Windshield replacement proceedure.
Tech how to . . . what I did . . . and maybe what not to do.
'86-'93 B-series trucks all use the same-shaped windscreen. Some of them are tinted, and some of them are clear. Because the glass is very thin, age of these vehicles, or other factors, it is likely you will need to replace one at some point. A cracked windshield is an open invitation for police to pull you over for a roadside chat and invite you to Court. Consider yourself warned.
A little history might help. In my case, since 1991, when I acquired the MF "Millenium Falcon" (what were you thinking "MF" means, you naughty person you), I have had to replace the glass three times. The first glass was tinted, and was already cracked when I got the truck due to a previous owner collision with a fixed object.
Because I didn't know what proceedure was (materials and time) it was easier the first two times to let others handle this chore. But with the advances in technology, knowledge, and the advent of self-pull yards, the materials and costs have become pretty reasonable. This latest windshield was a tinted unit, which cost about $32.00, with the tax. So I figured that if I broke it this time around, I'm really not into it too deeply, other than my time.
More history. The first screen was used, clear, $75.00, pitted from what looked like sandstorm damage, but was cheaper than the surrounding yards which were charging $125-150 because they could. It cost an additional $75.00 to install. This was before the pullaparts existed in the Atlanta area. And due to the scarcity of the trucks in the yards with good glass, I figured letting someone else pull two, and install one, with the materials, was a fairly good value for the money. I wasn't so impressed when the windshield spontaneously cracked about a month later, maybe from road flex. No warrantees where glass is involved.
Two years or so later, I try this adventure again, this time with a new installer. Again the glass is a non-tinted unit, with an installation charge this time of $60.00. I think this time the glass lasts about two weeks before some looney tune moon rock moon walks and bounces up off the road and whams the glass between the cowl and the wipers. That resulted in a crack that travelled down, then started to creep up, until I used a spring punch to poink the glass at the existing crack end. That made the crack travel in a new direction, parallel to the wipers, insread of straight up. So that glass stayed in the truck until last week. I found a suitable donor.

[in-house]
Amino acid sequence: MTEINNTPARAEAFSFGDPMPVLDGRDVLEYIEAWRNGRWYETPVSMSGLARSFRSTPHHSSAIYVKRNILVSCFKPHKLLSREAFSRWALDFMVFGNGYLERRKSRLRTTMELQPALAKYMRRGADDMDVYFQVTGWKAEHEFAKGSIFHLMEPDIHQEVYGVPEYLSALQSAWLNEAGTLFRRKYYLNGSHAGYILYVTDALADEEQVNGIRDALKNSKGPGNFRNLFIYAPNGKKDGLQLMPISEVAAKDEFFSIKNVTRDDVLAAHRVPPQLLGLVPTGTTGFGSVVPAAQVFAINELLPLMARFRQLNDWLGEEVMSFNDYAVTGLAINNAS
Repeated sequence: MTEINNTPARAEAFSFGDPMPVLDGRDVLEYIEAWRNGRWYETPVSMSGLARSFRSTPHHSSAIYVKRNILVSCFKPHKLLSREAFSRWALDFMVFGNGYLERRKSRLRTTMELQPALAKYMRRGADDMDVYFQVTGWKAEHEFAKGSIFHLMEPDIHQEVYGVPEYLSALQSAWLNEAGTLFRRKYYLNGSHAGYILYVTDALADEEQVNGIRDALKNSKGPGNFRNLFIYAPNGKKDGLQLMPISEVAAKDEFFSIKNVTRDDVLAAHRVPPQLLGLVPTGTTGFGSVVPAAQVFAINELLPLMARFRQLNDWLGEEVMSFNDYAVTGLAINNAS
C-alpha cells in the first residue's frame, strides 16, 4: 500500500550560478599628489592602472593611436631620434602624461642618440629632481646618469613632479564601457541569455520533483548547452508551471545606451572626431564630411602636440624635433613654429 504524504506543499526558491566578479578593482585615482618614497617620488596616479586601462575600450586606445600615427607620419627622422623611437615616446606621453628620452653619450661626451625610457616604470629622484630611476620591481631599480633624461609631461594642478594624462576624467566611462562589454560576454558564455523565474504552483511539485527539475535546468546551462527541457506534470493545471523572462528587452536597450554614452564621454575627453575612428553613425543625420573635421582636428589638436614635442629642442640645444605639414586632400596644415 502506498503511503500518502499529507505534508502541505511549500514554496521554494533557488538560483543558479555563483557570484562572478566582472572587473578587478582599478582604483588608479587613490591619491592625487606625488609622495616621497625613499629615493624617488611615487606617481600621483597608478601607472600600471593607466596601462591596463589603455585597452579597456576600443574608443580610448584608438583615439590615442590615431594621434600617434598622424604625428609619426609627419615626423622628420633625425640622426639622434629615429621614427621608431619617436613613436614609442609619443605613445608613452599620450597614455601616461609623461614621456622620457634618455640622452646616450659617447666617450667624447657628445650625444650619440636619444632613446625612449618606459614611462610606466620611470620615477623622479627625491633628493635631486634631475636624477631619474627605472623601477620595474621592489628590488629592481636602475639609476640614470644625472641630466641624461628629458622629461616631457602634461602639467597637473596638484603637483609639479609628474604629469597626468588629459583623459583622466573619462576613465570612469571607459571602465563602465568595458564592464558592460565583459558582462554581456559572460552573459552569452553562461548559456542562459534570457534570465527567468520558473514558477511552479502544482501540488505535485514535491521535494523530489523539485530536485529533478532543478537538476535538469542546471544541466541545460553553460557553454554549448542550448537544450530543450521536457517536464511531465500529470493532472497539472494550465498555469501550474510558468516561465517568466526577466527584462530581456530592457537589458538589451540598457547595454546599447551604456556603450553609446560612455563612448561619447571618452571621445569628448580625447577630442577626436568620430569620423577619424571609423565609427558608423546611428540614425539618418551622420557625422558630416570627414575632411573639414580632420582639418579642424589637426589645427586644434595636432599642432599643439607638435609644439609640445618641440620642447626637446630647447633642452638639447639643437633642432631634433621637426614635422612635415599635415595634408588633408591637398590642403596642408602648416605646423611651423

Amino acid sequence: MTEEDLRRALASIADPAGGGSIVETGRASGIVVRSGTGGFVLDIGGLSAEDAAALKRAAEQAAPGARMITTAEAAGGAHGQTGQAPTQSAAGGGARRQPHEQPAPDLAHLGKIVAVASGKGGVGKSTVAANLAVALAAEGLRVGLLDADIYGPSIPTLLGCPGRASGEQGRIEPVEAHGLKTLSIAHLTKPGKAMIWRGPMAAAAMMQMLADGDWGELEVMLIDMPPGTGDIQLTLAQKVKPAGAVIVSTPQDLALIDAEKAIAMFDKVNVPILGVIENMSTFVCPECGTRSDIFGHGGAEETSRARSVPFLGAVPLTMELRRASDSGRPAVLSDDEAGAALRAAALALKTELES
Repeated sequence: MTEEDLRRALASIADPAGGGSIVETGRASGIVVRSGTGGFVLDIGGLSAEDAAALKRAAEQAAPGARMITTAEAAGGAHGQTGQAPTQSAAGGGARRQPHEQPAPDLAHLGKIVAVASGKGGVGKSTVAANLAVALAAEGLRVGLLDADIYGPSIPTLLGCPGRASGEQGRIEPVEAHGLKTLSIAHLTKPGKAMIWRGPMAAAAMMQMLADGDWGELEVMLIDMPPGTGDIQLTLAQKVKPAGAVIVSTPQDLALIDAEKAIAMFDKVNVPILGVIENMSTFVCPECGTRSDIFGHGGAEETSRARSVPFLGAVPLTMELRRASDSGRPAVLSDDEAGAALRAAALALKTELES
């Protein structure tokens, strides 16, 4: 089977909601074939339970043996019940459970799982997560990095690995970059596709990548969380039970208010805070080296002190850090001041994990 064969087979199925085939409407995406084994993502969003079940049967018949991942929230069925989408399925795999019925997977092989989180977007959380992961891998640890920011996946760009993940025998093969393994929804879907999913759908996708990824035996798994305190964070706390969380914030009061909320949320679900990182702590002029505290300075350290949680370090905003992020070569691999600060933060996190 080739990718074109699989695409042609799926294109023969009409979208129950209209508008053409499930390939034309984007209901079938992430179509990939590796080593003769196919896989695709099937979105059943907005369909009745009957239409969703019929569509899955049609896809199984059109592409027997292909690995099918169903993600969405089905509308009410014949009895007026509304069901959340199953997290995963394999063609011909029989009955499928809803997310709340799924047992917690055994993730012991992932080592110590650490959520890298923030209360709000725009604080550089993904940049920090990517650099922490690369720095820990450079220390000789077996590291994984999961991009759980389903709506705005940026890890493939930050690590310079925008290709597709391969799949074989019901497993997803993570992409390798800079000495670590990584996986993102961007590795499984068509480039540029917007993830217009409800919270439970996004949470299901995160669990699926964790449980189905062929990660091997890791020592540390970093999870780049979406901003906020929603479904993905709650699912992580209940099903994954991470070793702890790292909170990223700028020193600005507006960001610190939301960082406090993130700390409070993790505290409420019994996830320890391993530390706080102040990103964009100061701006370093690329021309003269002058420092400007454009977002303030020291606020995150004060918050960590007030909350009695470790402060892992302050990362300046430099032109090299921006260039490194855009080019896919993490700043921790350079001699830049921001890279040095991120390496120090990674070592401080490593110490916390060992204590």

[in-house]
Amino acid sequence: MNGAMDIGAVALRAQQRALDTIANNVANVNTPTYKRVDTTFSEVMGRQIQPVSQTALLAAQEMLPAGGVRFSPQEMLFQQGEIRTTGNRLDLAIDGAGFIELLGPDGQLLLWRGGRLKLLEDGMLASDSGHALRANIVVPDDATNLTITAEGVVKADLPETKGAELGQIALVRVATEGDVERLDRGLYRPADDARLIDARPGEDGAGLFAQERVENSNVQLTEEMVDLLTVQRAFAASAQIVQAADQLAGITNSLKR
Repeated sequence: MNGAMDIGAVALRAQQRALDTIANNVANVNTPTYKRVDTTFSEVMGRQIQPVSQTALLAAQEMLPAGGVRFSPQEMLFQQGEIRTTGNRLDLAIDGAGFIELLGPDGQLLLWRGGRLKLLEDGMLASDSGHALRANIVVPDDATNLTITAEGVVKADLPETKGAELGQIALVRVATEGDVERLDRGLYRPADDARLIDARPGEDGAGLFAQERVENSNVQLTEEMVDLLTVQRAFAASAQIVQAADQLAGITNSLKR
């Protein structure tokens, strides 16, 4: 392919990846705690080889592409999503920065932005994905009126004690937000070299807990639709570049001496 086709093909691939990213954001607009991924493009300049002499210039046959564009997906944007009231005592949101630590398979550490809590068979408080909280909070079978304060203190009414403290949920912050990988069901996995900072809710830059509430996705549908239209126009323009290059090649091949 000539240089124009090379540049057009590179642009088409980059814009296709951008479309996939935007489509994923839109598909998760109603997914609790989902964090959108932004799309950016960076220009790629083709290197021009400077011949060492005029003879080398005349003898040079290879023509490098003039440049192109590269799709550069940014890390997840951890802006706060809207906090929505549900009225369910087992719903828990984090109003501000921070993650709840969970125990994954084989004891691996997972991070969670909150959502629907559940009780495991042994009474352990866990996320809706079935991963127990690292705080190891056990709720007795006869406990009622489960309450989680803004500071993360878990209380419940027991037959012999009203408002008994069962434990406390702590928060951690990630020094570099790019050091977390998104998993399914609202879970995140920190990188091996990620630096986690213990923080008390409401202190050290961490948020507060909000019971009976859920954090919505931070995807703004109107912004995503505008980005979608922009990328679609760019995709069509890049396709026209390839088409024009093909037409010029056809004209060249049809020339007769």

After seeing how others have removed widshields, the tools they used and etc., I had bought a urethane cutter at Harbor Freight Tools. Maybe $8.00, with a handle for the blade, a pulling handle attached with a cable, and a right-angle carbide blade.
Looks wicked . . . the thing is about useless other than for poking a hole between the glass and the frame through the urethane. It is a draw knife, and maybe it works, but it wasn't working well enough for me. So I poked a hole through the urethane after popping the windshield trim. A lot of trim clips can be saved if you start in the middle of the top molding and work towards the edges. A putty knife is thin enough and wide enough to spread pressure evenly at the frame stud.
The trim is held on with plastic clips that clamp on the sides in four places and on the top in six. The bottom unit is screwed in place and the screws are inaccessible until you remove the cowl. To do that you must pull the wipers.
The wipers are held with a 12mm nut that pressures them against a tapered, serrated mount. The nuts are hidden under plastic flip ups which flip up / pivot and then can be removed and set aside. The wiper itself, once the nut is loosened slightly, then needs to be pivoted up to remove side loading from the spring pressure, and then tapped a little to break it loose from the mount. Once that is done, the hood is opened and propped.